Feeling frustrated right now? Struggling with how to find trades? You’re not alone. It is difficult and nerve-wracking to jump into trades when the stock market is firing on all cylinders and stock prices keep going higher. No one wants to put their capital at risk if the market has hit its peak.
This is where options trading – and one of my favorite strategies – comes in handy.
Consider trading options
If you normally trade stocks, consider trading options. Options cost a fraction of the stock price and offer 8-12 times the leverage of a stock when you get the direction and the timing correct. When you place a trade, you can limit your risk to the amount of premium paid. Hence, you can only lose what you put in.
Plus, when you buy options, you are not getting married to the stock. You are simply looking for a sharp move up or down in price in the short-term. When you buy a call, you are looking for the stock price to pop higher. When you buy a put, you are looking for the stock price to drop.
How to find trades when stock prices are high
When stock prices keep going higher, we like to use a strategy called “buy the dip”. Look at any stock chart, and you’ll see small dips lower when a stock is otherwise marching higher. This is how to find trades when prices are high. Don’t just jump in feet first, though! Look at the dip strategically. Is this a small dip to be bought or the beginning of a more serious drop?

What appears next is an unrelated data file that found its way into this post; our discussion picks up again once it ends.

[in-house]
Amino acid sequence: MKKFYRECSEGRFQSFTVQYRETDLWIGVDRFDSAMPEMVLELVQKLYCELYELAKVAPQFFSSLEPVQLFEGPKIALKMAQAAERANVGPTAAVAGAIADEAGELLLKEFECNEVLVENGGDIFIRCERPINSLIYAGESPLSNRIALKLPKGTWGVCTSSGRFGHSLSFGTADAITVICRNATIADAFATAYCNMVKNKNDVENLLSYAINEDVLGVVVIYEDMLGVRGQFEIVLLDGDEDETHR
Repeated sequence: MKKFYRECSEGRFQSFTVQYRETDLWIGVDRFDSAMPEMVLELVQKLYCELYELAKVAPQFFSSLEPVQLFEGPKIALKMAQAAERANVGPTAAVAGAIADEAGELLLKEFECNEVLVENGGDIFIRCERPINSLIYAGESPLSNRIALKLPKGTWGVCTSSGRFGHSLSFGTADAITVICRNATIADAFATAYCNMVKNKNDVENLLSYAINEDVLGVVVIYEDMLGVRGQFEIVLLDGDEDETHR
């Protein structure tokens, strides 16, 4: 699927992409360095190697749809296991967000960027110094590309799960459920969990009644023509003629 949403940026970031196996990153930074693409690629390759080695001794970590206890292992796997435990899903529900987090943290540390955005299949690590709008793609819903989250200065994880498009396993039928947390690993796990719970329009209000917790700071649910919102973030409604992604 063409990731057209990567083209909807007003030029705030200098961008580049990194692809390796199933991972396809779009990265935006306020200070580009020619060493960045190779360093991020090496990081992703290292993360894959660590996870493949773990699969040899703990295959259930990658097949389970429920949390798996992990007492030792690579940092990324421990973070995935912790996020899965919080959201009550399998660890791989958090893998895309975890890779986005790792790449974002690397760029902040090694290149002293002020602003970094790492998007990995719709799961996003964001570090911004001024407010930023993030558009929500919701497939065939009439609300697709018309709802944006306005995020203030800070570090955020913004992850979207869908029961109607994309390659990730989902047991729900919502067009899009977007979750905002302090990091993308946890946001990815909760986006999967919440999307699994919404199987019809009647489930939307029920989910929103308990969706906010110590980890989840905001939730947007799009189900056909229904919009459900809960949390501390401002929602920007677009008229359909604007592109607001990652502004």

Last week was filled with “buy the dip” opportunities if you paid attention.
When Apple stock took a big dip following Thanksgiving weekend, we bought Apple calls at $5.50 for a January 265 strike. At the time of our purchase, the stock was selling at $258 per share. By the end of that day, Apple closed on a high. Our call was positive right out of the gate.
As the week progressed, the markets enjoyed positive sessions with gaps higher into Friday. This put more momentum into Apple and our calls, and by Friday the stock bolted over $270. Our calls were now worth $11.30. That is more than a 100% gain in our trade in just a few short days. If you had purchased one stock instead, you would have experienced a 4.6% gain.
In just four days, we gained a 20:1 leverage ratio on the stock. If the trade hadn’t worked out, our losses were capped at $5.50 per contract.
Tell me what you would rather have: A trade that gains 100% in value in four days, or a trade that gains 4.6%?
As exciting as that trade was, it’s important to recognize that trading is not a game of perfect. Timing and execution don’t always work out this well. Next week I’ll discuss a trade that didn’t work out as planned and what we did with it.